Shoulder Strength + Flexibility for Forearm Stand (Pincha Mayurasana) / by Arielle Rabier



Prepare your body for forearm stand by practicing these exercises at home.

To balance on your forearms safely and easily our goal is to align elbows directly under shoulders, hips and heels. In order for that to happen, we must stretch and strengthen the shoulders, which takes time. Like all good things, discipline and hard work payoff in the most rewarding ways. Remember, it's not about the end goal, it's what you discover along the journey.

Practice this stretch every day in any place:

Here I have two blocks side-by-side on their medium setting. But you could easily achieve this stretch by resting your elbows on the kitchen counter while waiting for your morning coffee.

Start by placing your elbows shoulder-distance apart. Bring your palms together and let your head hang. Notice how your ribs extend forward when arms are overhead. Isolate the stretch in your shoulders by neutralizing your spine; hug your bottom ribs in and lengthen your lower back. Hold for 10 breaths.

If your elbows slide apart extend your arms to rest your palms on the counter/block instead.

To keep your elbows in place, try this next:

A major challenge with forearm stand is maintaining alignment of elbows under shoulders. Once the weight of the body comes into play gravity presses us down and elbows splay out. To counter that we must strengthen the chest + outer shoulders and cultivate the opposite: squeeze in to go up!

Start with a block or anything you can hold easily that matches the width of your shoulders. Firmly place your palms on either end and press inwards to feel your chest muscles activate (pectoralis major + minor). Extend your arms overhead without your ribs flaring forward then relax your shoulders. Bend your elbows in towards one another and pause at shoulder height. As you hug your elbows together notice the tone alongside your ribcage (latissimus dorsi) and on the underside of your upper-arm bone (teres major attaches to the humerus). Keeping that engagement, begin to re-extend your arms overhead and imagine two magnets attracting your elbows together until they're completely straight. Repeat 10 times.

Ok we got the in, how about the up?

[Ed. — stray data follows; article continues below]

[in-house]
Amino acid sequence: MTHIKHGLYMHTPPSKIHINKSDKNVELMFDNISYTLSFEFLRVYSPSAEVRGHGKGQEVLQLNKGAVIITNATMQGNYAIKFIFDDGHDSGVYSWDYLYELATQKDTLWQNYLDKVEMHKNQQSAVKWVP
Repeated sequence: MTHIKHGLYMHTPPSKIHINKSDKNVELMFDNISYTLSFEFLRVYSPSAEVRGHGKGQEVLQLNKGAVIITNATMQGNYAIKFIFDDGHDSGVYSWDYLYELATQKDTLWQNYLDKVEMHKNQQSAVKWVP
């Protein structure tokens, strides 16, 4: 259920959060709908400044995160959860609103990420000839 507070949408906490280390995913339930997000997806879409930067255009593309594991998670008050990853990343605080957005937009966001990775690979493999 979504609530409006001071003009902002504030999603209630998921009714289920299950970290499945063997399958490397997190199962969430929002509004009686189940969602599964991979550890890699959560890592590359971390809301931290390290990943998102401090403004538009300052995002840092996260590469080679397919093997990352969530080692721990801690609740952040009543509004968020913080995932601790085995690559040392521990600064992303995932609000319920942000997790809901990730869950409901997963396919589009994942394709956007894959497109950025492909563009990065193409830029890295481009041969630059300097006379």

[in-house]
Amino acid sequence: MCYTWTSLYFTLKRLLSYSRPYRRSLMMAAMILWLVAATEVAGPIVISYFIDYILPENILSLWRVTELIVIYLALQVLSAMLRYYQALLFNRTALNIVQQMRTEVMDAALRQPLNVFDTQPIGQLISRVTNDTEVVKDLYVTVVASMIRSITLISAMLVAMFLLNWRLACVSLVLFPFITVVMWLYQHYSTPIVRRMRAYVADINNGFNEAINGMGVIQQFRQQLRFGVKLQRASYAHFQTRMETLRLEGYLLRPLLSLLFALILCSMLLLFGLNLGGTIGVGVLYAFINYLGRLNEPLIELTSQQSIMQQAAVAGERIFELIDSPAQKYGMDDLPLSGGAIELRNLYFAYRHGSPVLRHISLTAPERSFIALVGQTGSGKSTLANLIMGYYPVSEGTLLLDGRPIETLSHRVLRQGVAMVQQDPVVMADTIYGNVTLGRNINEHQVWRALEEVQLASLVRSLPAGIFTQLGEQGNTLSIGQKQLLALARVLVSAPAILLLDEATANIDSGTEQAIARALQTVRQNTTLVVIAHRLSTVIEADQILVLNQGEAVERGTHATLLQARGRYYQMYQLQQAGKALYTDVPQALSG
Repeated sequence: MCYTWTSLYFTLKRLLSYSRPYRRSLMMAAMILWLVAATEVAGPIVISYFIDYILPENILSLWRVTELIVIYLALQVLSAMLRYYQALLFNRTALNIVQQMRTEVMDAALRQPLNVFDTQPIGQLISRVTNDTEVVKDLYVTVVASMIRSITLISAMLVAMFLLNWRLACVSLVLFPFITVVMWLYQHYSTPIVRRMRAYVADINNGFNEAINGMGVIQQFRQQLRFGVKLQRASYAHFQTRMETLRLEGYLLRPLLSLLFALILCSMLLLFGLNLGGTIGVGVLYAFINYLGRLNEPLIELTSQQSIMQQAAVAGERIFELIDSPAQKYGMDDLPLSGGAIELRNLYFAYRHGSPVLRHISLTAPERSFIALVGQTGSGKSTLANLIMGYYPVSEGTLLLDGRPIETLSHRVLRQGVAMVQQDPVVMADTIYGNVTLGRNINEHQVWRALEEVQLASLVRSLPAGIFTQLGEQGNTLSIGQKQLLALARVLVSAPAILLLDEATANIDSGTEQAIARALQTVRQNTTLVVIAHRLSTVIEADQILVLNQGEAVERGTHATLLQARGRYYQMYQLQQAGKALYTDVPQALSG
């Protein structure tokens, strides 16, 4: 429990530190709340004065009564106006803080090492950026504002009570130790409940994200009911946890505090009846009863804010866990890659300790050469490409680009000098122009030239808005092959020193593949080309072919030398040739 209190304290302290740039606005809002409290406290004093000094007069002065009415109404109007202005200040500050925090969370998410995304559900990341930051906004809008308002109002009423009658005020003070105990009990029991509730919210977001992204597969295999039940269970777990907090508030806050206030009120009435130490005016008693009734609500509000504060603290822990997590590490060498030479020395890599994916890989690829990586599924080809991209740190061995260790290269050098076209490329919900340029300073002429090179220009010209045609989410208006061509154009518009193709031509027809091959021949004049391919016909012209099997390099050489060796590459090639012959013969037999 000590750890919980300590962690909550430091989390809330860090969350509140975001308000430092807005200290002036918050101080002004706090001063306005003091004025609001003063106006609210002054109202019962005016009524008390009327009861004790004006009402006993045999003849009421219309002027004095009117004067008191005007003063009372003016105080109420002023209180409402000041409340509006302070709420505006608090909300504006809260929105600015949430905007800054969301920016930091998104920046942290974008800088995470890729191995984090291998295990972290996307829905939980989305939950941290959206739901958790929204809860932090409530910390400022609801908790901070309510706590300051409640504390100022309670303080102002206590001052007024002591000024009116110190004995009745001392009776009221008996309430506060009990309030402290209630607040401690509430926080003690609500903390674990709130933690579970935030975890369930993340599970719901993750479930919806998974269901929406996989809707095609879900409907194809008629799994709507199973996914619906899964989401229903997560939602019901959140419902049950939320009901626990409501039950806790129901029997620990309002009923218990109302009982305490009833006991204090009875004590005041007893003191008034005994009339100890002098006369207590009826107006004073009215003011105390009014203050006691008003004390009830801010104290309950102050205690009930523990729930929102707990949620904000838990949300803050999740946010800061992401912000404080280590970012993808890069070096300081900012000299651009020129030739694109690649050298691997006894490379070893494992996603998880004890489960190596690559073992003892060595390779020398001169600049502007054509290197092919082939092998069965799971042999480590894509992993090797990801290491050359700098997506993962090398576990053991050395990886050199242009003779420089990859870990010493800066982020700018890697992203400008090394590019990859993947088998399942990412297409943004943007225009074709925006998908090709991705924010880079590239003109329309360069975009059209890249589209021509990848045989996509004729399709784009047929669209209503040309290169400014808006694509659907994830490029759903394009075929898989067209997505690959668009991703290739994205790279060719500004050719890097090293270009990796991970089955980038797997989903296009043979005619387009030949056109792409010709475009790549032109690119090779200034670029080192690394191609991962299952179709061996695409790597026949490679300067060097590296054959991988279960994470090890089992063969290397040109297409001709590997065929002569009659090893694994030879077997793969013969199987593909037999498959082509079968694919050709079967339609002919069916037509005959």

I know this looks creepy at first, but when you stare at it long enough you can see my shoulder blades spread apart and "wrap" around my rib cage, lifting my chest away from the floor. This protraction and retraction exercise will strengthen the muscles between the blades (rhomboids) and bring lightness to your inversion practice, it will also help your posture and reduce back pain.

Try this in forearm plank with a block pressed between your thumbs and index fingers. Fan your fingers wide and see if your wrists align with your elbows and shoulders. You might need two blocks (of any configuration) to accommodate broad shoulders. Pressing into the block keeps the hands from moving together and thus the elbows from moving apart.

Roll your shoulders down your back and plug your bottom ribs in. Extend your legs and activate quadriceps and hug thigh bones together. Exhale and press into your forearms to dome your upper back (protract scapula). Inhale and squeeze your shoulder blades together on your back (retract scapula). Keep moving with your breath while maintaining a neutral spine and hips. 15 reps.

Build strength to float into forearm stand with this exercise:


I call these "pincha push-ups." Your chaturanga push-up strengthens triceps, which act as a stabilizer in this exercise, as they do in forearm stand. When shifting from dolphin pose to pincha mayurasana we also shift the center of gravity forward to help counter the weight of legs lifting overhead. As this happens, the shoulders dip forward and you have to be able to press back up or, face-plant (trust me, this will happen plenty of times, as it should). Practicing these pincha push-ups will strengthen the meaty muscle at the top of your arm (deltoid) so you can bounce back.

Keep the same set-up of your arms from the previous exercise and lift your hips like downward dog. Enjoy a few breaths pressing your chest back toward your thighs, find a line from your elbows to your hips and relax your head. Look up at the block and exhale as you tap your nose, inhale and press back. Repeat 10 times. 

Practice these daily and by the end of June you'll be ready to try pincha mayurasana!

Need props for your home practice? As an ambassador for Manduka Yoga, I can offer you a promo code for 20% off! Contact me and I'll send you a personalized one. 

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